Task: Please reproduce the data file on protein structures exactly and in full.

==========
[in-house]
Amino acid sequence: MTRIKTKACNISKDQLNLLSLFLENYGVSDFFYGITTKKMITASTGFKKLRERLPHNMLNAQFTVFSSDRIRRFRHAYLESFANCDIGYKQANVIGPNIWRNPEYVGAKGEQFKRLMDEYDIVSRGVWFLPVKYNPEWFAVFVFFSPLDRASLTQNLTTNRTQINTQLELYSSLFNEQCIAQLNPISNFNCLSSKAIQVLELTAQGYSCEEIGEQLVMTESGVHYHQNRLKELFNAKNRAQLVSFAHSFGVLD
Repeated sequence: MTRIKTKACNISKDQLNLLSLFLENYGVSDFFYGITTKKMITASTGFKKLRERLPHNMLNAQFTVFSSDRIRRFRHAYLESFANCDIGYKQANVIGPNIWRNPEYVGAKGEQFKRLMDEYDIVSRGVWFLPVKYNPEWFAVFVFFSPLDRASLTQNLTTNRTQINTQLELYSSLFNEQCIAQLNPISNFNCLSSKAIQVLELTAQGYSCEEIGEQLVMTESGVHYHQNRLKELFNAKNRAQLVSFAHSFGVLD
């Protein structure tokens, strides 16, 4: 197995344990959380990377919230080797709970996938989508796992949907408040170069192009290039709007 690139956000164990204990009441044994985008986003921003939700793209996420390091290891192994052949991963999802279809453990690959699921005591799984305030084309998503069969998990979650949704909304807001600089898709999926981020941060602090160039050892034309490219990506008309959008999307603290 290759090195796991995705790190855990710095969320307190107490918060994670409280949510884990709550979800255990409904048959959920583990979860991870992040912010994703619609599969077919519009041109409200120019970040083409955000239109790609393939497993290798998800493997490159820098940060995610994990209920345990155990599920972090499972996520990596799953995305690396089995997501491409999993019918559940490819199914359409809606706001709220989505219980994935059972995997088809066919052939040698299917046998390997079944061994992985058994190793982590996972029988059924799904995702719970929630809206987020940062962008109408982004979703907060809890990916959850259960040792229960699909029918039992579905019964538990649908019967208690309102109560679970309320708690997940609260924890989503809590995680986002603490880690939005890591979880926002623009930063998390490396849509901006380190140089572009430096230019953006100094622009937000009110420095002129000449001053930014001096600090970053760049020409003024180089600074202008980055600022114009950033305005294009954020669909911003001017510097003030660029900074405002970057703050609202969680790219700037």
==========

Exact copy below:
[in-house]
Amino acid sequence: MTRIKTKACNISKDQLNLLSLFLENYGVSDFFYGITTKKMITASTGFKKLRERLPHNMLNAQFTVFSSDRIRRFRHAYLESFANCDIGYKQANVIGPNIWRNPEYVGAKGEQFKRLMDEYDIVSRGVWFLPVKYNPEWFAVFVFFSPLDRASLTQNLTTNRTQINTQLELYSSLFNEQCIAQLNPISNFNCLSSKAIQVLELTAQGYSCEEIGEQLVMTESGVHYHQNRLKELFNAKNRAQLVSFAHSFGVLD
Repeated sequence: MTRIKTKACNISKDQLNLLSLFLENYGVSDFFYGITTKKMITASTGFKKLRERLPHNMLNAQFTVFSSDRIRRFRHAYLESFANCDIGYKQANVIGPNIWRNPEYVGAKGEQFKRLMDEYDIVSRGVWFLPVKYNPEWFAVFVFFSPLDRASLTQNLTTNRTQINTQLELYSSLFNEQCIAQLNPISNFNCLSSKAIQVLELTAQGYSCEEIGEQLVMTESGVHYHQNRLKELFNAKNRAQLVSFAHSFGVLD
């Protein structure tokens, strides 16, 4: 197995344990959380990377919230080797709970996938989508796992949907408040170069192009290039709007 690139956000164990204990009441044994985008986003921003939700793209996420390091290891192994052949991963999802279809453990690959699921005591799984305030084309998503069969998990979650949704909304807001600089898709999926981020941060602090160039050892034309490219990506008309959008999307603290 290759090195796991995705790190855990710095969320307190107490918060994670409280949510884990709550979800255990409904048959959920583990979860991870992040912010994703619609599969077919519009041109409200120019970040083409955000239109790609393939497993290798998800493997490159820098940060995610994990209920345990155990599920972090499972996520990596799953995305690396089995997501491409999993019918559940490819199914359409809606706001709220989505219980994935059972995997088809066919052939040698299917046998390997079944061994992985058994190793982590996972029988059924799904995702719970929630809206987020940062962008109408982004979703907060809890990916959850259960040792229960699909029918039992579905019964538990649908019967208690309102109560679970309320708690997940609260924890989503809590995680986002603490880690939005890591979880926002623009930063998390490396849509901006380190140089572009430096230019953006100094622009937000009110420095002129000449001053930014001096600090970053760049020409003024180089600074202008980055600022114009950033305005294009954020669909911003001017510097003030660029900074405002970057703050609202969680790219700037």